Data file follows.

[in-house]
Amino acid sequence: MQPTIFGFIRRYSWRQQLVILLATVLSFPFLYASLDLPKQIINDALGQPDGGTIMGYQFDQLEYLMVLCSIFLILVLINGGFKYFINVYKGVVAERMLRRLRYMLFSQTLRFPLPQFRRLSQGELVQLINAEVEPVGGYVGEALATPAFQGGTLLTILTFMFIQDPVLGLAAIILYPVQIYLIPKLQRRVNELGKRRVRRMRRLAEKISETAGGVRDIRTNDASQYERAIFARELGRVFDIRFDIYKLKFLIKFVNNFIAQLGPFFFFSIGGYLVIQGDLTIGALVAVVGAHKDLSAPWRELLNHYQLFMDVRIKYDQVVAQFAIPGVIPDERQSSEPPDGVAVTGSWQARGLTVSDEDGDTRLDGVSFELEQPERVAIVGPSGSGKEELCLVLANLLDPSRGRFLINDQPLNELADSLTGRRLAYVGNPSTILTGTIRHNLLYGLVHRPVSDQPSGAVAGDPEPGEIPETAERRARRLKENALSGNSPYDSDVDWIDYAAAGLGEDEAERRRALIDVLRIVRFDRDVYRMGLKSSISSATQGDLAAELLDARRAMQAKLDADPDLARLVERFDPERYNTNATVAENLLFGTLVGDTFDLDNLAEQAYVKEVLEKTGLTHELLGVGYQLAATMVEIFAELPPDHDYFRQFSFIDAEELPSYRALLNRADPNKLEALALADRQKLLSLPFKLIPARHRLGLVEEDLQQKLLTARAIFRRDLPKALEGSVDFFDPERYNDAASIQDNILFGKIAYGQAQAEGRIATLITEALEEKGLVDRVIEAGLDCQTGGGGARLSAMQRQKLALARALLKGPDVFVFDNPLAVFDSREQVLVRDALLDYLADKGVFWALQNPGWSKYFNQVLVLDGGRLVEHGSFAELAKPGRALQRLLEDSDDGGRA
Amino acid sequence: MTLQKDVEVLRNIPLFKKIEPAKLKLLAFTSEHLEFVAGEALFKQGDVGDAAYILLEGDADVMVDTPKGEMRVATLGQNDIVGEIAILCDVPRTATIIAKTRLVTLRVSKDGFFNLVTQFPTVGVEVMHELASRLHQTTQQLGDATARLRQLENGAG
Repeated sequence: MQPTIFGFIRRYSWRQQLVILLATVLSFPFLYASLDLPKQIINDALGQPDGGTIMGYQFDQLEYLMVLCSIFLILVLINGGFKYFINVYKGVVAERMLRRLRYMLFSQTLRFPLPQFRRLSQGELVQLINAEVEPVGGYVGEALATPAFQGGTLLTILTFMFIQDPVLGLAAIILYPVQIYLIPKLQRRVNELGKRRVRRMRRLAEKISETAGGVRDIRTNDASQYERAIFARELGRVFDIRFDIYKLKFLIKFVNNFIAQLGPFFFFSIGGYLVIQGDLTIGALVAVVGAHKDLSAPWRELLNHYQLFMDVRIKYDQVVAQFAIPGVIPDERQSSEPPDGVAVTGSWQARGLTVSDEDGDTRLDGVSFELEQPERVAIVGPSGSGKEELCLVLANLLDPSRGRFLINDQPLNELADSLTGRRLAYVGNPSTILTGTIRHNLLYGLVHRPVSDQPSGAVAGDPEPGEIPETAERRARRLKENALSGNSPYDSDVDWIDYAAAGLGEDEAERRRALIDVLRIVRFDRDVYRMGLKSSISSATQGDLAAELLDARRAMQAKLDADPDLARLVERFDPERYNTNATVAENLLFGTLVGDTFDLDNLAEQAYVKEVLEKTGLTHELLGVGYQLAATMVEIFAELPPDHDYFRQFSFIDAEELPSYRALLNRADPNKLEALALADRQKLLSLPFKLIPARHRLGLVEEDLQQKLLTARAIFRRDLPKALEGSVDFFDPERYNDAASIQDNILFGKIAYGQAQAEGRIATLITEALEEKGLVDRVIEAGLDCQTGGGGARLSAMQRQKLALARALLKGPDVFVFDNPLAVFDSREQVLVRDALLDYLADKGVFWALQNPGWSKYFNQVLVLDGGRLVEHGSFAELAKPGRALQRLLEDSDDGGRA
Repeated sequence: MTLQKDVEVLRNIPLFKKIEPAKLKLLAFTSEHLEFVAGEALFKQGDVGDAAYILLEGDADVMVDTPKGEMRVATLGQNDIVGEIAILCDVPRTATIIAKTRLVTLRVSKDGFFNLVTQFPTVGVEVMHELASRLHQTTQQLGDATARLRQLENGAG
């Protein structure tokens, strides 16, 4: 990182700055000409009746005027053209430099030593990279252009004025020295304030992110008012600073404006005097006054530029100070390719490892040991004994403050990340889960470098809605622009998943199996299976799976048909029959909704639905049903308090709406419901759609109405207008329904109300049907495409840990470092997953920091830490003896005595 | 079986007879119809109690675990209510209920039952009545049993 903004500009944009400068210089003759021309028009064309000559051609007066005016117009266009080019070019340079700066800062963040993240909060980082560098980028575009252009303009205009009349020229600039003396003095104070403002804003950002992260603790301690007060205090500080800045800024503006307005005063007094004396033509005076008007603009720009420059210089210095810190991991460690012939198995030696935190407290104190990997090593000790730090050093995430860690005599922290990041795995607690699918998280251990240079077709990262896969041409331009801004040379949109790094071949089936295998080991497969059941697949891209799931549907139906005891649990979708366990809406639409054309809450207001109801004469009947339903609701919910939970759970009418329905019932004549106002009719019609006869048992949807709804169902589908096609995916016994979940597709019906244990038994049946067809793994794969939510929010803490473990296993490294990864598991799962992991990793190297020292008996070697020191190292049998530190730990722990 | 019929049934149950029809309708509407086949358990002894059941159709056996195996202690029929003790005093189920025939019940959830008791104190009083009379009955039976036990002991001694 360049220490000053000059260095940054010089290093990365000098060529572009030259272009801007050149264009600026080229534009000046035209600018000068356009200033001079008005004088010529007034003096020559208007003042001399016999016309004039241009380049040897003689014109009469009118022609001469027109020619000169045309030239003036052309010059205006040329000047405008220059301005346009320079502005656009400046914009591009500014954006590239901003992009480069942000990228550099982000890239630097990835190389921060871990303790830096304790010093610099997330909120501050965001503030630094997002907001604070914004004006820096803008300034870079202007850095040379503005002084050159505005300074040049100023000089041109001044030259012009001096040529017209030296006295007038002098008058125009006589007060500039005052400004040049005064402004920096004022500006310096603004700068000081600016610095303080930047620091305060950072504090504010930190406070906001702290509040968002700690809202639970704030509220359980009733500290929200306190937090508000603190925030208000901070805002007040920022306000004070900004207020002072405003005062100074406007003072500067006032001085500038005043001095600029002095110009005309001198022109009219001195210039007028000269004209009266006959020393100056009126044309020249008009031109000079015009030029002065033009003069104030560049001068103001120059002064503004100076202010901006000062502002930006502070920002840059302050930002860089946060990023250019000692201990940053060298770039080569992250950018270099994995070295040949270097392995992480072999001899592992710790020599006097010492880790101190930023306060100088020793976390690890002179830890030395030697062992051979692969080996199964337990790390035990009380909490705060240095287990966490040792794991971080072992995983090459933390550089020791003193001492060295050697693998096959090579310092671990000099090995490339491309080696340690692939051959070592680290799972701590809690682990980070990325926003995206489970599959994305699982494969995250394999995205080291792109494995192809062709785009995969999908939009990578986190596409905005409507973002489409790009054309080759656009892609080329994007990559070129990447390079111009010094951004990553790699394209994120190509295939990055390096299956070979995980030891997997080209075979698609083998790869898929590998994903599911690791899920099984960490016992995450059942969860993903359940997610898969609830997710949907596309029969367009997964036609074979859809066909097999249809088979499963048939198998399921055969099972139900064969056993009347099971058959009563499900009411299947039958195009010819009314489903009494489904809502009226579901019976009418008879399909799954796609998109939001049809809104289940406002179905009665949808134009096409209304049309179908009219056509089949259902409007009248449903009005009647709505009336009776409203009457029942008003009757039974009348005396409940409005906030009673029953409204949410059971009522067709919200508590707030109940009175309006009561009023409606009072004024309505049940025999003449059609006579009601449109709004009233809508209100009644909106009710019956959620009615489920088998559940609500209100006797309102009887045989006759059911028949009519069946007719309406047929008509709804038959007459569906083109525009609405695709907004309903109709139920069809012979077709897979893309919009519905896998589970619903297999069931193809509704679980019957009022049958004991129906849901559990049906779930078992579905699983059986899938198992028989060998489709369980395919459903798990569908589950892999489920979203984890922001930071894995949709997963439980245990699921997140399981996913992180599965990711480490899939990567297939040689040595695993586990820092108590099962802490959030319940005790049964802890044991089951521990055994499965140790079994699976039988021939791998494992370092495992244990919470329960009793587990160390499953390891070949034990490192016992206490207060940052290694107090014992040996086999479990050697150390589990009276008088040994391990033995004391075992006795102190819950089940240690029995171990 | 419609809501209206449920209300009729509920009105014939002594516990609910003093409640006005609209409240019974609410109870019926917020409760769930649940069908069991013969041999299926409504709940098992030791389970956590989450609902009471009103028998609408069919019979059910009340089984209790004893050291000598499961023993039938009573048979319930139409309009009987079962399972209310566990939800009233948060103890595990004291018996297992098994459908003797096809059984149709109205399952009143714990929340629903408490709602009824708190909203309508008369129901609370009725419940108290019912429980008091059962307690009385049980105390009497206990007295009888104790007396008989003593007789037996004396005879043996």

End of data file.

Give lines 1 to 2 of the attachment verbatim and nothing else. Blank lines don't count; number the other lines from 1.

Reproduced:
[in-house]
Amino acid sequence: MQPTIFGFIRRYSWRQQLVILLATVLSFPFLYASLDLPKQIINDALGQPDGGTIMGYQFDQLEYLMVLCSIFLILVLINGGFKYFINVYKGVVAERMLRRLRYMLFSQTLRFPLPQFRRLSQGELVQLINAEVEPVGGYVGEALATPAFQGGTLLTILTFMFIQDPVLGLAAIILYPVQIYLIPKLQRRVNELGKRRVRRMRRLAEKISETAGGVRDIRTNDASQYERAIFARELGRVFDIRFDIYKLKFLIKFVNNFIAQLGPFFFFSIGGYLVIQGDLTIGALVAVVGAHKDLSAPWRELLNHYQLFMDVRIKYDQVVAQFAIPGVIPDERQSSEPPDGVAVTGSWQARGLTVSDEDGDTRLDGVSFELEQPERVAIVGPSGSGKEELCLVLANLLDPSRGRFLINDQPLNELADSLTGRRLAYVGNPSTILTGTIRHNLLYGLVHRPVSDQPSGAVAGDPEPGEIPETAERRARRLKENALSGNSPYDSDVDWIDYAAAGLGEDEAERRRALIDVLRIVRFDRDVYRMGLKSSISSATQGDLAAELLDARRAMQAKLDADPDLARLVERFDPERYNTNATVAENLLFGTLVGDTFDLDNLAEQAYVKEVLEKTGLTHELLGVGYQLAATMVEIFAELPPDHDYFRQFSFIDAEELPSYRALLNRADPNKLEALALADRQKLLSLPFKLIPARHRLGLVEEDLQQKLLTARAIFRRDLPKALEGSVDFFDPERYNDAASIQDNILFGKIAYGQAQAEGRIATLITEALEEKGLVDRVIEAGLDCQTGGGGARLSAMQRQKLALARALLKGPDVFVFDNPLAVFDSREQVLVRDALLDYLADKGVFWALQNPGWSKYFNQVLVLDGGRLVEHGSFAELAKPGRALQRLLEDSDDGGRA